Law grad becomes U.S. citizen, now dreams of aiding other immigrants

Karla Mendez was a young teenager as she sat in her home in Chattanooga researching immigration law in Tennessee. At the time, she had only been living in the United States for one year.
May 1, 2018 2:06 pm

Karla Mendez was a young teenager as she sat in her home in Chattanooga researching immigration law in Tennessee.

At the time, she had only been living in the United States for one year. Her mother had fled Venezuela with Mendez and her younger sister as the country faced skyrocketing mortality rates, triple-digit inflation, and unmanageable levels of crime.

“There was scarcity of food at the supermarkets,” Mendez said. “Finding basic resources was a struggle. It was just not the future my mother wanted us to have.”

But the future Mendez faces now is one she and her family can feel confident about.

Mendez will graduate from the College of Law during this month’s commencement ceremonies at the University of Tennessee. The College of Law graduate hooding will take place Thursday, May 10 at 3:30 p.m. in Thompson-Boling Arena.

Mendez has faced plenty of obstacles on the path to realizing her dream.

As a 13-year-old immigrant, she found herself in an English-speaking middle school where she didn’t understand the language, couldn’t comprehend the school work, and knew no one who could help her. She recalls how she and her mother worked together for hours every night to complete her homework with the help of Google translator.

“Those first two years were difficult,” she said. “Me and my sister were essentially home-schooled.”

Mendez’s mother, who came to the United States to study for an MBA at the University of Tennessee at Chattanooga, decided after a year that the family should remain in the United States rather than return to Venezuela.

Throughout the next several years, Mendez became the researcher and point person for her family’s effort to formally immigrate to the United States. She was disappointed to find very few immigration attorneys in Tennessee, and to learn that their legal fees – multiplied by three for each member of the family – made them unaffordable.

“We had no choice but to do it ourselves. Mom had me do the research, and I ended up really getting into it. There were so many opinions about how to go forward because everybody has a cousin or best friend that did it this way or that way. It wasn’t easy to figure out,” she said.

When Mendez decided after high school to attend the University of Tennessee Knoxville, her course of study seemed clear. She would first complete an undergraduate degree in political science, which she finished in three years, and then apply to law school.

Financing her education became her next challenge.

Because establishing a line of credit in the United States is incredibly difficult for immigrants, Mendez had to raise the money she needed, and she took on odd jobs to pay for much of her education and living expenses. One of those jobs was with a Knoxville-based cookie store, and when the opportunity arose for Mendez to earn extra money selling those cookies at events at Neyland Stadium and Thompson Boling Arena, she jumped at the chance.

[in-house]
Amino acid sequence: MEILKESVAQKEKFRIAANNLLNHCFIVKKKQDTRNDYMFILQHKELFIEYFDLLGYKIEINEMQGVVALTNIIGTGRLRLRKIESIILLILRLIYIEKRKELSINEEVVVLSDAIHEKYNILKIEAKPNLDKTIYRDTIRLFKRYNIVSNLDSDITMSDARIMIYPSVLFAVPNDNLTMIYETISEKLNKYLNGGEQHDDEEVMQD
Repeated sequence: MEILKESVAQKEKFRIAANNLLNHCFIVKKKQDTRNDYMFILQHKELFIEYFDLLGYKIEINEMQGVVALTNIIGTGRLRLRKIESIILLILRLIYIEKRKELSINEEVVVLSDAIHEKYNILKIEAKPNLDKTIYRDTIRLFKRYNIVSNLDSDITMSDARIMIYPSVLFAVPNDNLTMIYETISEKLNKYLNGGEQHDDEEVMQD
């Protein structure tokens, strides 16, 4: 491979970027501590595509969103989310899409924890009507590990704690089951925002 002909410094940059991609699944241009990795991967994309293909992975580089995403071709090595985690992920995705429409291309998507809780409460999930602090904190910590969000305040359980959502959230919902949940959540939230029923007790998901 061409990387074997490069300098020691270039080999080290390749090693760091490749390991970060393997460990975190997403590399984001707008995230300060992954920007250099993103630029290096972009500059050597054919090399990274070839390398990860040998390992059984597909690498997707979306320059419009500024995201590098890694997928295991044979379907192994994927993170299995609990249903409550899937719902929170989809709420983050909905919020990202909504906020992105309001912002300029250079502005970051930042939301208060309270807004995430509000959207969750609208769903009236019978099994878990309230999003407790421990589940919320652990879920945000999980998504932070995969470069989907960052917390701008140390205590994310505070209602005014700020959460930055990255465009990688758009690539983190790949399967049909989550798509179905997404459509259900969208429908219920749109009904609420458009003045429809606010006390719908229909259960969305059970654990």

Her work as an Aramark vendor means there have been some nights when she didn’t sleep because she was busy baking. Between selling cookies, mothering her 18-month-old daughter, Camila, attending classes, and clerking in the Knox County District Attorney’s office, Law Professor Michelle Kwon said she’s not certain how Mendez has balanced it all.

“She worked her entire spring break last year researching and writing a brief for an immigration client with a criminal record. But she didn’t grumble,” Kwon said. “Instead, she said in her journal: ‘Helping people who thought they were beyond help reminds me what I am in law school for.’”

As Mendez takes her next steps after law school, she hopes to pursue a career in immigration law.

“For the people who are immigrants who need legal assistance, it’s a matter of life and death,” she said. “If you get deported, you can get killed when you get home. You’re marked as a target. No one should have to go through that.”

Mendez’s classmate Rebecca Ledesma, who has been inspired by her friend’s ability to overcome the odds, said she believes Mendez will make a difference in immigration law.

“If anyone can relate to these immigrants looking to become citizens in this country and better themselves, it’s Karla,” Ledesma said.

Kwon added Mendez has demonstrated “unyielding courage in the face of hardship.”

“To the extent grit is an indicator of success, I predict great success for Karla,” Kwon said. “Karla is one of the grittiest people I know.”

Mendez’s determination has helped her guide her family through the process of obtaining temporary green cards, permanent green cards, and recently – citizenship. After 11 years of working through the process and watching her relatives go through citizenship ceremonies, Mendez finally became a U.S. citizen on April 26.

“It’s such a relief to know that you no longer have something hanging over your head,” she said. “The United States is home to me, and it was home before, but now I can legally say that it is.”